Usually the most expeditious and economical response to an EOL notice is to make a last-time-buy (LTB) – to stockpile the number of components necessary for the life of the program. At a bare minimum, an LTB of the semiconductor wafer-level product should be made. However, that is not always possible. Sometimes inventory is not available. Sometimes manufacturers miss the “window of opportunity.” Sometimes manufacturers do not have the financing necessary to make the large, single-order purchase. Or they don’t have the facilities to safely store the inventory if they could obtain it.

As for purchasing the components on an as-needed basis, manufactures are constantly warned to avoid counterfeit and substandard replacement parts by buying only from the original manufacturer or their authorized distributors;hence, availability from authorized channels can be a problem.

Why Aren’t These Substitutions True Form-Fit-Function Replacements?

Many substitute options are created using state-of-the-art silicon foundry technology. While this sounds like a good thing, it can introduce some negative aspects. This new technology may be suitable to replace the functionality of the original device, but it is almost certainly does not replicate all characteristics of the original. This is because semiconductor manufacturers are always trying to get more functional elements onto their silicon, and, to do so, they are continually shrinking the geometry of the elements that go into the silicon. This can bring improved performance to systems and lower costs, but these benefits come with disadvantages that are likely to be significant in high-reliability and safety-critical applications.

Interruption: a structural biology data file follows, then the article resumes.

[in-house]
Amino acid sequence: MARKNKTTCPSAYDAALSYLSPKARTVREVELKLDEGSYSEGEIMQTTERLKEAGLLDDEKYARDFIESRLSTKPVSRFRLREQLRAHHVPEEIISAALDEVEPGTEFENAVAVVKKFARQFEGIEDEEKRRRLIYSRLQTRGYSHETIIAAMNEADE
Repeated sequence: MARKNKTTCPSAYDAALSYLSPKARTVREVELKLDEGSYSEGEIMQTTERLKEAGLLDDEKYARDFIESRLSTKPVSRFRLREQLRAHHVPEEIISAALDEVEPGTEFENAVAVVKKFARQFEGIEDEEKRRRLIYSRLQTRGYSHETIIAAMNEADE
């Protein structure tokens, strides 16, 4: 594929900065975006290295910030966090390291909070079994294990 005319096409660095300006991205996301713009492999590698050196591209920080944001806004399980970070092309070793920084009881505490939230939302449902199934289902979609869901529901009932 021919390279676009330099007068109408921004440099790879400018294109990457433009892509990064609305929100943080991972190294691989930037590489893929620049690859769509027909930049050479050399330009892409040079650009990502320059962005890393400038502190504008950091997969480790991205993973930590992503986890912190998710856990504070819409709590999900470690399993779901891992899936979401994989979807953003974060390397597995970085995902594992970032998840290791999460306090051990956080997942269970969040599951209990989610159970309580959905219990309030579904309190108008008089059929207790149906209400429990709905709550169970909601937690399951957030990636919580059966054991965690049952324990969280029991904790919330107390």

What Are the Differences Between the Substitutes and the Originals?

The major difference is the smaller functional cell size used in the new technology.

This leads to:

  • Higher device switching speeds (more susceptibility to noise)
  • Different capacitance (board-level loading changes)
  • Different radiation tolerance
  • Different EMC performance

These parameters are usually not recognized by the manufacturers who make the substitutes because they are not usually fully specified and tested for during device production.

What Problems do These Differences Cause?

Higher switching speeds and different capacitances can cause devices to see spikes and signals or to produce a rare condition in an application that the original parts did not. Any of these conditions could lead to equipment malfunction.